April 1937- E. c. GRAYSON ET AL 2,078,379 MOBILE APPARATUS FOR ICING REFRIGERATOR VEHICLES Filed Sept. 25, 1935 4 Sheets-Sheet 1 Ellison C Graya'on Verne WI Banner April 1937. E. c. GRAYSON ET AL 2,078,379 MOBILE APPARATUS FOR ICING REFRIGERATOR VEHICLES Filed Sept. 25. 1955 4 Sheets-Sheet 2 Llama/Wm y El Z1290 n C. Grill SO11 Verne WTBenner April 27, 1937. E. C. GRAYSON ET AL MOBILE APPARATUS FOR ICING REFRIGERATOR VEHICLES Filed Sept. 25 1935 4 Shawls-Sheet 3 n W ,s m m TC GB C umf u E e April 27, 1937- E. c. GRAYSON ET AL 2,078,379 MOBILE APPARATUS FOR ICING REFRIGERATOR VEHICLES I fi fi 97 95 q. 9 88 87 zlvwcnlcws Ellison LI Gl'aysorz l'er'ne W. Ben ner provide an improved ice handling unit which is. Patented Apr. 27, 1937 UNITED STATES MOBILE APPARATUS FOR ICING REFRIG- EMTOR VEHICLES Ellison O. Grayson and Verne W. Bonner, St. Paul, Minn. Application September 25, 1935, Serial No. 42,093 llOIaim This invention relates to improvements in mobile equipment for icing refrigerator cars and other vehicles, and particularly to a portable or automotive machine by which ice may be conveniently and rapidly delivered directly to the ice bunkers of refrigerator cars. The ice so delivered may be either crushed or uncrushed, but the equipment is especially designed to be used to deliver crushed ice to vehicles of the type named. While the embodiment of the invention herein illustrated is intended primarily for icing railway refrigerator cars, it is intended to disclose that the invention is equally applicable to the icing of motor trucks, trailers or the like, for use in refrigerated transport service generally. Heretofore, refrigerator cars have been supplied with ice from ice storage houses to which each refrigerator car is moved, stopped, iced, and then moved on. It has been proposed to use ice handling apparatus mounted for movement on the same track on which the refrigerator cars are located; and it has also been known to provide ice handling equipment which is moved to the side of a. refrigerator car and operated to transfer block ice from such equipment to the ice bunkers of the refrigerator car. It is the object of this invention to provide an improved portable machine which will elevate and deliver either crushed or uncrushed ice as desired to the ice chambers, or bunkers of refri erated vehicles. It is a further object of this invention to provide a mobile unit adapted to receive block or cake ice, crush the ice, elevate the crushed ice, and deliver it to the ice chambers or bunkers of refrigerator cars and the like. It is a still further object of this invention to automotive and which may be driven, as an ordinary motor vehicle. to each of a series of cars or vehicles to be iced. Another object of the invention is to provide a device for icing refrigerator cars which embodies a folding or collapsing structure, and which therefore may be more easily transported than devices of this nature formerly known and used, and which is more emcient in operation. Other objects and advantages of the invention will be apparent from the following detailed description of an embodiment of the invention, shown in the accompanying drawings, wherein: Figure l is a side elevation view of a preferred form of the complete ice handling unit with the lowered position of the elevator during movement of the unit from one vehicle to another indicated by dotted lines. Figure 2 is a front end view of the unit shown in Figure 1 showing the elevator positioned to deliver ice to the hatch over the ice bunker of a refrigerator car. Figure 3 is a schematic view showing the principal parts of the drive mechanism including a view of a section of the elevator. Figure 4 is a transverse section view of the elevator along line 4-4 of Figures 1 and 2. Figure 5 is an enlarged side view of the top of the elevator showing the ice delivery mechanism. Figure 6 is a vertical transverse section along line O-l of Figure 1. Figure 7 is an enlarged partial section on the same line showing the position of the delivery mechanism for discharge to one side of the elevator. Figure 8 is a similar view showing the parts in position for discharge to the opposite side of the elevator. Figure 9 is a plan view of the slidable delivery chutes. and Figure 10 is a front view of the latch mechanism for holding the elevator in its lowered, in- operative position. Referring to Figure 1 of the drawings, the preferred embodiment of the invention is illustrated as comprising an automobile truck chassis, indicated by numeral it, although an ordinary wheeled truck adapted to be drawn by a separate motor vehicle may be used. Rigid supports it are mounted on the chassis near the rear thereof for carrying a transverse shaft ii, on which an inclined elevator I8 is pivotally supported. The elevator I6 is preferably of the endless chain or conveyor type. and is described more fully hereinafter. The lower end I! of the inclined elevator I8 is enlarged and extended, to provide support for an ice crusher l8. An ice receiving platform |9 is supported on top of the crusher l8. Additional upright supports 20 are provided for the ice receiving platform. A trap door 2!, pivoted at 22, and shown in raised position by dotted lines in Figure 1, is provided on the ice receiving platform is directly above the ice crusher l8. When in the down position, the trap door is substantially even with the surface of the platform la, in order that ice delivered to the device may pass over the ice crusher directly to the elevator It. The trap door, when in raised position, allows ice to pass to the crusher, where it is crushed before delivery to the elevator l6. Members 23 and 24 support the trap door II in its raised position, and aid in guiding ice into the crusher l8. The elevator l8 may be of any suitable construction, but it is preferably of the endless chainconveyor type shown, and comprises (see Figures 3 and 4) two longitudinal beams 85, connected by transverse braces 88 which support the inclined trough or guideway 21. Pusher bars 28 attached to members 28 are driven along the guideway 21 by endless chains 88. Longitudinal members 85 having their upper edges reinforced by channel members 85 are attached to the upper side of beams 25, and enclose the top of chain 88. The members 85 also serve to increase the effective depth of inclined guideway 21. longitudinally extending members 81 and 88 support the endless chains 88 between the ends of the elevator. Transverse shafts 48 and 8| iournaled in the lower end H of the elevator, and shaft 42 Journaled on the top of the elevator carry pairs of chain sprockets 58, around which the endless chains 38 operate. A takeup device 55 (see Figure 1) is provided to remove the slack from the elevator chains 88 by moving the sprocket shaft 88 rearwardly. Ice delivery mechanism is carried at the upper end of the inclined elevator for directing the ice, crushed or uncrushed, from the upper end of the elevator into conventional roof hatches above the ice bunkers of the vehicles to be iced. The delivery mechanism consists of a tlitable delivery table 88, and a movable ice chute 85, the details of which are illustrated in Figures -9 inclusive. The delivery mechanism is supported in a structural framework including horizontal members 58 and 5| secured to the elevator by welding, riveting, or the like, and connected together by suitable vertical members 52 and 58 and transverse members 54 and 55. The delivery table 58 is supported on the shaft 51 by means of sleeves 88 having flanges 8| secured to angle members 82 fastened on the under side of the delivery table. Bracing members 84 are also secured to the under side of the tiltable table to reenforce the same. The shaft 51 is supported in journals 58 carried by members 56 fastened to the frame members 55. The ice delivery table 88 is provided with upwardly extending sides 85 and 68. Side 85, the relative size and outline of which is indicated by dotted lines in Figure 6, is shaped or cut away to permit ice to be discharged from the end of elevator l8 onto the table. Side 58 is sumciently high to intercept the discharge of ice from the end of the elevator l8 and to direct it outwardly to one or the other end of the delivery table 83. The floor of the table 53 is widest at the center where the discharge from the elevator is received, and tapers to somewhat narrower discharge or delivery ends. The table 88 pivots on shaft 51 for delivering ice to either side of the machine, at the will of the operator. Members 5! which form part of the frame limit the pivoting movement of the table. Suspension members 18, and braces 1i attached to members 5|, extend below the delivery mechanism frame to support two pairs of track rails or guideways 12 and 18, preferably of angle iron section. Rods 18, carrying spacing sleeves 15, maintain the tracks at the desired width or gauge, and secure the track rails 18 to the lower ends of suspension members 18 and braces 1|. Braces 18, forming angular connections with the frame members 5| provide additional strength and rigidity to the rail supporting structure. At one end, (see Figure 8) the track rails 12 and 18 are connected by a semi-circular section 11, attached to the face of supporting members 18 and preferably welded to the ends of track rails II and 13. At the opposite end (see Figure 1) the track rails 12 are extended upwardly in a semi-circular arc, and track rails 18 are extended downwardly, in an are, by the curved sections 18 and 88 respectively, attached to the face of a supporting member 8| and also preferably welding to track rails 12 and 18. A delivery chute 85 is mounted for sliding movement on tracks 12 and 18, which chute is preferably constructed with a flat rectangular bottom 86 and upturned sides 81, the latter having edge reenforclng members 88. Metal reenforcement straps 89 and 88 are attached to the end edges of the chute. Rollers 85 and 88 are mounted on stub axles 91 and 88, rollers 85 being mounted near the bottom 88 of one end of the chute on strap 88, and rollers 88 near the upper edges of the chute sides 81 on strap 88, at the opposite end of the chute. Rollers 85 operate on the lower track 18, and rollers 88 on the upper track 12. If the chute is positioned to the right, as shown in Figure 8, rollers 85 engage the semicircular track section 11, which limits the outward movement of the chute, and prevents separation of the chute from its supporting frame. The end track section 11 is so positioned that the sliding movement of the chute is checked with the edge of the chute immediately below the edge of the table 83, and in order that the chute 85 may be swung slightly downward, the stub axles 81 serve as a pivot, permitting the chute to assume the inclined position shown in Figures 2 and 8. When the chute 85 is moved in the opposite direction, rollers 95 engage curved track sections 18 which latter check the sliding movement and permit the chute to swing or pivot on stub axles 98 to the position shown in Figure 7. Pins 89, attached to the frame by chains I85 may be insorted through suitable openings in the tracks to retain the chute in horizontal carrying position beneath the table 88. The pins at one end of the chute are removed when it is desired to draw the chute to its extended delivery position. when the device is positioned, e. g., beside a refrigerator car I05, as shown in Figure 2, the length of the delivery table is sufficient to permit the tilted table to discharge directly into the near hatch I85. The chute 85 is intended to be used to deliver ice to the hatch I81 on the far side of the refrigerator car, or to the near hatch when roadway conditions do not permit the device to be close to the vehicle to be iced. Referring now to Figure 3, a power take-off mechanism Hll is associated with the transmission gear HI of truck motor H2, to which it may be operatively connected by means of gear shift lever H3. The take-off mechanism Hll supplies power to a. transverse shaft HI, mounted on truck chassis l5 through a drive shaft H8. A separate motor may be mounted on the vehicle chassis i8 and used instead of the vehicle motor for operating shaft III. A clutch H5 at one end of shaft H4 operatively connects sprocket H5 to shaft H5 to drive an oil pump H8 through chain drive H1. The oil pump delivers oil under pressure to either end of a cylinder H9, depending on the adjustment of the valve mechanism I25. The valve mechanism may be embodied in the pump structure or se'parately as shown in the drawings. The cylinder H8 is pivotally mounted on shaft l2| Journaled on the truck chassis. A piston and piston rod I22 are arranged for operation in cylinder H6, and the. piston rod has its outer end pivotally attached, at I26, to a shaft. carried by the elevator at one side of its pivotal support I6. when valve I26 is adjusted to supply oil under pr ssure to the upper end 01' cylinder I I6, piston I22 is forced downwardly to raise the delivery end of the elevator I6, by pivotal movement oi the entire elevator about shalt I6. When oil. under pressure, is supplied to the lower end oi the cylinder, the elevator is lowered to the position indicated by dotted lines in Figure l. A bracket I26 (see Figure 1) attached to the elevator, rests on the truck chassis when the device is in operative position, and this bracket serves to limit the maximum imclination of the elevator. A second clutch I26, at the opposite end of shaft Ill, operatively connects sprocket I 66 for driving the endless chain or belt III. This chain passes over an idler sprocket I 62, then downwardly under idler I 63. and thence around sprocket I36 on shaft I36 for operating the crushing roll I36. Chain i3I then passes under idler I61, over sprocket I36, over idler I66 and back to sprocket proper I36. Idler I63 is adjustably mounted on the elevator I6 to permit proper tensioning of chain I3I. Sprocket I36 drives a shaft I66 journaled on the elevator I6 and carrying a sprocket MI. A chain or belt I62 passes around the latter sprocket and around a sprocket I66 at the upper end 01' the elevator to supply power to a shaft 62 from which the elevating chains are driven. Shaft I carrying idler I66 is adjustably mounted on elevator I6 with movable journals I46 for tensloning chain I62. Idlers I32 and I66 are spaced an equal distance from shaft I5. When the inclination of the elevator is changed, one of the idlers moves away from the shaft III by the same distance that the other approaches the shai't. In this manner the elevator may be pivoted about shaft I6 without producing slack in chain iii and the power supplying means will be operable in any inclined posltion of the elevator. Standards I66 mounted on the front of chassis I6 are'connected by cross members I6I and I62 as shown in Figure 10. Member I63 attached to the top of cross member I6I serves as a bufier or stop defining the lowest position to which the elevator I6 may be lowered. Latches I66, mounted on pivots I64 are provided for retaining the elevator I6 in lowered position. A lever I66, pivoted at I61 on the brace I66, is connected to latches I55 by members I66 and lil respectively. A rod I66 is attached to lever I66 and provided with a handle I63. Spring I62 extending between a collar on the rod I66 and the member I66 tends to keep the latches engaging the elevator I6 in the position shown in Figure 16 until released by pulling outwardly on handle I63. When the elevator is swung downwardly against member I66 the latches are forced outwardly and then snap into latching position automatically to secure the elevator until they are opened manually by operation of the handle I66. The operation of the above-described preferred form of ice handling apparatus for supplying crushed ice to the ice bunkers of a railway or other refrigerator vehicle is as follows: The unit is driven to a position adjacent and approximately parallel to the car or truckto be iced, as shown in Figure 2. The elevator I6 should be in the raised position shown so that the edge of the tilted delivery table 66 slightly overhangs the edge of the adjacent hatch I66 in the car roof above the ice bunker. A truck containing block ice is backed up to the rear of the ice handling unit, so that the truck plat-- form is adjacent the ice receiving platform I6 oi the handling unit. The trap door 2| is raised and the block ice cut into cakes weighing 50 to 160 pounds each. The crushing and ele vator mechanisms are now put into operation by engaging the clutch I26. The cakes of ice are then fed through the trap door 2i into the crusher I6, where they are crushed to the desired fineness depending on the adjustment or the crusher. The crushed ice i'alls irom the bottom of the crusher I 6 onto the elevator trough 21 where it is engaged by the driven pusher bars 26 which convey the crushed ice up the incline to the top of the inclined elevator. The crushed ice is moved over the top of the elevator trough 21 by the pusher bars and falls onto the tilted delivery table 66 irom' which it slides into the car hatch I66. When it is desired to supply ice to a bunker on the far side of a car, the chute 66 is drawn from its position under the delivery table 63 to an extended position shown dotted in Figure 2, overhanging the hatch I61. The mounting of the chute 66 permits it to be drawn to the extended position without interrupting the continuous delivery of ice to the vehicle bunkers. When in this position, ice delivered to the tilted table 66 slides into the chute 66 and thence into the hatch I61. Salt or the like may be added to the ice, as it is discharged into the bunkers, for assisting refrigeration. It will be noted that the tiltable delivery table permits the ice handling unit to be operated on either side or a car to be iced or to be operated between cars. The sliding delivery chute may be extended on either side of the unit to increase its range of use. Where chunk icing is preferred, the trap door 2I is kept closed, and chunks oi ice fed directly over the platform I6 to the elevator without crushing. The pusher bars convey the ice chunks or cakes up the elevator to the delivery table in the same manner as for crushed ice. After an ice bunkeror several bunkers have been supplied with the desired amount oiice, the ice handling apparatus may be moved or driven to another car or cars to be iced. Where the unit is to be moved a relatively great distance or through surroundings having low overhead clearance, the elevator will belowered until it rests on the supporting member I66 and is secured by the latches I66. Suitable manipulationoi the valve I26 and the clutch iil'admits oil under pressure to the cylinder II! and piston-122 for lowering or raising the elevator as desired. It will be observed that with the use of the above described equipment, the icing of refrigerator cars may be rapidly and eiiiciently accomplished. Thus, a train oi refrigerator cars may be completely iced without the necessity of "spotting each car at a definite position for individual icing. Frequently a train 01' cars includes some cars which require the use of crushed ice for refrigeration and some in which chunk ice is desired, or a combination of chunk and crushed ice. The equipment described can deliver either chunk or crushed ice at the will or the operator. The crushed ice reaches the bunkers immediately after crushing, and thereby losses due to melting are minimized. It will be understood that various changes in the size, shape. proportion and minor details of construction may be resorted to without sacrificing any of the advantages or departing from the herein described invention. What is claimed is: 1. In mobile apparatus for supplying ice to the bunkers of refrigerator vehicles, the combination comprising, a vehicle chassis having a source of power thereon, an inclined elevator pivotally supported intermediate its ends on said chassis, ice receiving means carried by and aligned with the lower end of said pivoted elevator, ice delivery means carried by and aligned with the opposite end of said pivoted elevator, means oper- 8131.8 from said source of power for changing the inclination of the entire elevator and the ice receiving and delivering means carried thereby to regulate the height of its delivery end, and driving means extending between said elevator and said source of power on said chassis for operating said elevator, said driving means being arranged concentrically with respect to the axis of the pivotal support or the elevator to permit changes in elevator inclination while maintaining an operative driving connection therewith. 2. In mobile apparatus for supplying crushed and/or cake ice to the bunkers of refrigerator vehicles, the combination comprising, a vehicle chassis having a source of power thereon. an inclined elevator pivotally supported intermediate its ends on said chassis, an ice crusher supported on the lower end of said elevator and having a discharge outlet for-delivery of crushed ice to the conveying mechanism of said elevator, means carried by said crusher for directing cake ice to said crusher and to said elevator means on and aligned with the opposite end of said elevator, for directing the delivery of crushed and/or cake ice to the bunkers of said refrigerator vehicles, and driving means extending between said crusher, said elevator and said source of power for operating said crusher and elevator, said driving means being arranged with respect to the pivotal support of the elevator to permit changes in the inclination of the entire elevator and crusher carried thereby while maintaining an operative driving connection. 3. In mobile apparatus for supplying crushed and/or cake ice to the bunkers of refrigerator vehicles, the combination comprising, a vehicle chassis having a source of power thereon, a transverse shaft supported in an elevated position on said chassis, an inclined elevator pivotally supported intermediate its ends on said shaft, an ice crusher supported on the lower end of said elevator, an ice receiving platform at the upper side of said crusher, said platform having provision for receiving and delivery of ice to the crusher and to the elevator, ice delivery means on the upper end of said elevator for directing the delivery of cake and/or crushed ice to the bunkers of said refrigerator vehicles, and driving means extending between said crusher, said elevator and said source of power for operating said crusher and elevator, said shaft being adjacent the center of gravity of said elevator and the parts supported thereon, said driving means being arranged with respect to the pivotal support of the elevator to permit changes in the inclination of said elevator while maintaining an operative driving connection with said crusher and said elevator. 4. In mobile apparatus for supplying crushed and/0r cake ice to the bunkers of refrigerator v hicles. the combination comprising, a vehicle chassis having a source of power thereon, an inclined elevator pivotally supported intermediate its ends on said chassis, an ice crusher supported on the lower end of said elevator, an ice receiving platform at the upper side of and carried by said crusher, said platform having an opening therein above the inlet of the crusher whereby cake ice received on said platform may be directed to said crusher, and a door for closing said opening whereby cake ice received on said platform may be delivered directly to said elevator, means driven by said source of power for changing the inclination of said elevator to regulate the height of its delivery end, and driving means extending between said crusher. said elevator and said source of power for operating said crusher and said elevator, said driving means being arranged with respect to the pivotal support of the elevator to permit changes in the inclination of said elevator while maintaining an operative driving connection with said crusher and said elevator. 5. In a mobile apparatus for elevating ice to the hatch of a refrigerator vehicle ice bunker, an ice delivery mechanism supported at the upper end of said apparatus and comprising, a delivery platform pivotaily supported intermediate its ends for tilting toward either side of the apparatus, and a slidable delivery chute positioned in transverse guides carried by said mechanism beneath said platform, said chute being adapted to be extended to a position at either side of the apps.- ratus for directing ice from said delivery platform to vehicle hatches beyond the reach of said tiltable platform. 6. In a mobile apparatus for elevating ice to the hatch of a refrigerator vehicle ice bunker, an ice delivery mechanism supported at the upper end of said apparatus and comprising, a delivery platform pivotally supported intermediate its ends for tilting toward either side of the apparatus, the said platform being of suillcient length to project over an adjacent refrigerator vehicle hatch, and a slidable delivery chute positioned in transverse guides carried by said mechanism beneath said platform, said chute being adapted to be extended to a position at either side of the apparatus for directing ice from said delivery platform to vehicle hatches beyond the reach of said platform. '7. In mobile apparatus for elevating and discharging ice into the hatch of a refrigerator vehicle ice bunker, an ice delivery mechanism carried by the upper end of said apparatus and comprising, a platform positioned for receiving ice discharged from the top of the elevating apparatus, the said platform being pivotally supported intermediate its ends for tilting toward either side of the apparatus and being of sumcient length to overhang the ice hatch of an adjacent refrigerator vehicle, horizontal guides carried by said mechanism beneath said platform, said guides being provided with stops at the ends thereof, and a delivery chute supported on rollers engaging said guides, said chute being adapted to be drawn to either side of the apparatus into engagement with the stops at one end of the guides and inclined downwardly for directing the discharge of ice from said tilted platform into the hatch of a refrigerator vehicle ice bunker. 8. In mobile apparatus for supplying crushed and/or cake ice to the bunkers of refrigerator vehicles, the combination comprising, a vehicle chassis having a source of power thereon for driving said apparatus, an inclined ice elevator aovaavo pivotally supported on said chassis, an ice crusher supported on the lower end of said elevator and having a discharge outlet for delivery of crushed ice to the ice conveying mechanism of said elevator, an ice receiving platform supported above said crusher, said platform having an opening therein above the inlet of said crusher and a door for closing said opening, an ice delivery platform pivotally supported intermediate its ends at the upper end of said elevator for tilting toward either side of the apparatus, a slidable delivery chute positioned in transverse guides beneath said delivery platform, said chute being adapted to be extended to either side of the apparatus for directing ice from said delivery platform to the vehicle bunker, and means extending between said source of power on the chassis and the crusher and elevator for operating said crusher and elevator. 9. In mobile apparatus for elevating and discharging block and crushed ice into the icing batch of a refrigerator vehicle ice bunker, the combination comprising, a mobile chassis and a source of power thereon, an inclined elevator supported on said chassis, an ice crusher supported on the lower end of said elevator, a block ice receiving platform on said crusher having an opening therethrough, said crusher and platform being arranged with respect to said elevator that some of the block ice received on said platform may be guided through said opening into-said crusher i'or crushing and feeding to said elevator, and other block ice received on said platform may be guided thereacross directly onto said elevator, ice discharging means supported on the upper end of said elevator, and driving means connecting said elevator and said crusher with said source 01' power. 10. In mobile apparatus for elevating and discharging block and crushed ice into the icing hatch 01' a refrigerator vehicle ice bunker, ice discharging means supported on an elevated portion of said apparatus, said means comprising, a pivotally supported delivery table tiltable toward an icing hatch of a vehicle on either side of said apparatus, a pair of transverse guides supported beneath said tiltable delivery table, a discharge chute slidably arranged in said guides for movement toward either side of said apparatus, and stops secured to said guides engaging said chute when extended to either side of the apparatus to limit such movement while allowing the chute to be inclined downwardly away from said delivery table toward a hatch of a refrigerator vehicle. 11. In mobile apparatus for elevating and discharging block and crushed ice into the icing hatch of a refrigerator vehicle ice bunker, the combination comprising, a mobile chassis and a source of power thereon, an inclined elevator, pivotally supported intermediate its ends on said chassis, block ice receiving end crushing means secured on the lower end of said pivotally supported elevator, block and crushed ice discharging means secured on the upper end of said pivotally supported elevator, said means being arranged with respect to the pivotal support of said elevator that said elevator including the means secured thereon is in approximate balance on its pivotal support and its inclination adjustable by minimum energy, and driving means connecting said elevator and said crusher with said source of power. ELLISON C. GRAYSONI VERNE W. BENNER. CERTIFICATE OF CORRECTION. Patent No. 2,078,379. of the above numbered patent requiring correction as follows: Apri1n2'7', 1937. ELLISON C. GRAYSON, ET AL. It is hereby certified that error appears in the printed specification Page 1, first column, line 5, for "to" read into; page 3, second column, line 51, for "another" read other; and page 5, second column, line 24, claim 11, I for "end" read and; and that the said Letters Patent should be read with these corrections therein that the same may conform to the record of the case in the Patent Office. Signed and sealed this 8th day of June, A. D. 1957. (Seal) Henry Van Arsdale Acting Commissioner of Patents. aovaavo pivotally supported on said chassis, an ice crusher supported on the lower end of said elevator and having a discharge outlet for delivery of crushed ice to the ice conveying mechanism of said elevator, an ice receiving platform supported above said crusher, said platform having an opening therein above the inlet of said crusher and a door for closing said opening, an ice delivery platform pivotally supported intermediate its ends at the upper end of said elevator for tilting toward either side of the apparatus, a slidable delivery chute positioned in transverse guides beneath said delivery platform, said chute being adapted to be extended to either side of the apparatus for directing ice from said delivery platform to the vehicle bunker, and means extending between said source of power on the chassis and the crusher and elevator for operating said crusher and elevator. 9. In mobile apparatus for elevating and discharging block and crushed ice into the icing batch of a refrigerator vehicle ice bunker, the combination comprising, a mobile chassis and a source of power thereon, an inclined elevator supported on said chassis, an ice crusher supported on the lower end of said elevator, a block ice receiving platform on said crusher having an opening therethrough, said crusher and platform being arranged with respect to said elevator that some of the block ice received on said platform may be guided through said opening into-said crusher i'or crushing and feeding to said elevator, and other block ice received on said platform may be guided thereacross directly onto said elevator, ice discharging means supported on the upper end of said elevator, and driving means connecting said elevator and said crusher with said source 01' power. 10. In mobile apparatus for elevating and discharging block and crushed ice into the icing hatch 01' a refrigerator vehicle ice bunker, ice discharging means supported on an elevated portion of said apparatus, said means comprising, a pivotally supported delivery table tiltable toward an icing hatch of a vehicle on either side of said apparatus, a pair of transverse guides supported beneath said tiltable delivery table, a discharge chute slidably arranged in said guides for movement toward either side of said apparatus, and stops secured to said guides engaging said chute when extended to either side of the apparatus to limit such movement while allowing the chute to be inclined downwardly away from said delivery table toward a hatch of a refrigerator vehicle. 11. In mobile apparatus for elevating and discharging block and crushed ice into the icing hatch of a refrigerator vehicle ice bunker, the combination comprising, a mobile chassis and a source of power thereon, an inclined elevator, pivotally supported intermediate its ends on said chassis, block ice receiving end crushing means secured on the lower end of said pivotally supported elevator, block and crushed ice discharging means secured on the upper end of said pivotally supported elevator, said means being arranged with respect to the pivotal support of said elevator that said elevator including the means secured thereon is in approximate balance on its pivotal support and its inclination adjustable by minimum energy, and driving means connecting said elevator and said crusher with said source of power. ELLISON C. GRAYSONI VERNE W. BENNER. CERTIFICATE OF CORRECTION. Patent No. 2,078,379. of the above numbered patent requiring correction as follows: Apri1n2'7', 1937. ELLISON C. GRAYSON, ET AL. It is hereby certified that error appears in the printed specification Page 1, first column, line 5, for "to" read into; page 3, second column, line 51, for "another" read other; and page 5, second column, line 24, claim 11, I for "end" read and; and that the said Letters Patent should be read with these corrections therein that the same may conform to the record of the case in the Patent Office. Signed and sealed this 8th day of June, A. D. 1957. (Seal) Henry Van Arsdale Acting Commissioner of Patents.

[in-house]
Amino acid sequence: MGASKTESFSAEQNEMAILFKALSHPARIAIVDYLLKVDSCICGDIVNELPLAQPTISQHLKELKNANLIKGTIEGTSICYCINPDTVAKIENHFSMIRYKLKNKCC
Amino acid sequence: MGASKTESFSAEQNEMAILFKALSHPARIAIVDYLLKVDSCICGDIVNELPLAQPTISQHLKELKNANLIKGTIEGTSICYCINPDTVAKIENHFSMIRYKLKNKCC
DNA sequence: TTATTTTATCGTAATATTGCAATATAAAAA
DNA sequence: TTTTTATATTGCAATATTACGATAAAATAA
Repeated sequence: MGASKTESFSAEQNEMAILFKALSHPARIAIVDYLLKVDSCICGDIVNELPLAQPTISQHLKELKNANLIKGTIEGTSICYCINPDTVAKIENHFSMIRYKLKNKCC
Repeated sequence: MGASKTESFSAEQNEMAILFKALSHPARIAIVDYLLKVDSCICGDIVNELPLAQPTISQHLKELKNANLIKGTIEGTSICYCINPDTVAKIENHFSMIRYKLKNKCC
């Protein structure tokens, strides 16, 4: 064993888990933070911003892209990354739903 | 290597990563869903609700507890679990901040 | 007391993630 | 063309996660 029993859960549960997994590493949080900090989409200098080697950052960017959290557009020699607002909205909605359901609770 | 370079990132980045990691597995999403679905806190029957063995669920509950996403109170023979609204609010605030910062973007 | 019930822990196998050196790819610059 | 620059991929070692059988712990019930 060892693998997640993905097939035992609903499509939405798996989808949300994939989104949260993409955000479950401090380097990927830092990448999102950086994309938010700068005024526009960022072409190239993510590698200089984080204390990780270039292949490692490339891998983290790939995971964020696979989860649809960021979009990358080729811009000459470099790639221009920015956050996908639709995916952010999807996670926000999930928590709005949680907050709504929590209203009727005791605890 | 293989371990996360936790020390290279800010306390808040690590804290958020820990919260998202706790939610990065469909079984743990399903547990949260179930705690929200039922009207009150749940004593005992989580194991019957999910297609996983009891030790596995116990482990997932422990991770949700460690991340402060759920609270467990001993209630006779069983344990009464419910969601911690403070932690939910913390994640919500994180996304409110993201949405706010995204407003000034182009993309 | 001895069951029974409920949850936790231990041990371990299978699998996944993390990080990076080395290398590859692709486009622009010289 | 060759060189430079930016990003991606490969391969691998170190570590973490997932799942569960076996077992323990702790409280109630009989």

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Cited By (10)

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    US-2416431-AFebruary 25, 1947Frank W BradyIce crusher and conveyor
    US-2490381-ADecember 06, 1949James J ShieldsElevating conveyer
    US-2529263-ANovember 07, 1950Emmet P ReeseUnloading, curing, storing, and reloading plant
    US-2544431-AMarch 06, 1951MclainMaster car icing unit
    US-2568865-ASeptember 25, 1951Deere & CoPortable elevator
    US-2628477-AFebruary 17, 1953Harold O MclainMaster car icing machine
    US-2643522-AJune 30, 1953Harold O MclainIcing machine
    US-2679322-AMay 25, 1954Johnson Co C SElevating charger
    US-2925079-AFebruary 16, 1960Conveyor CompanyIce breaking apparatus
    US-3307338-AMarch 07, 1967Int Harvester CoSugar-cane harvesters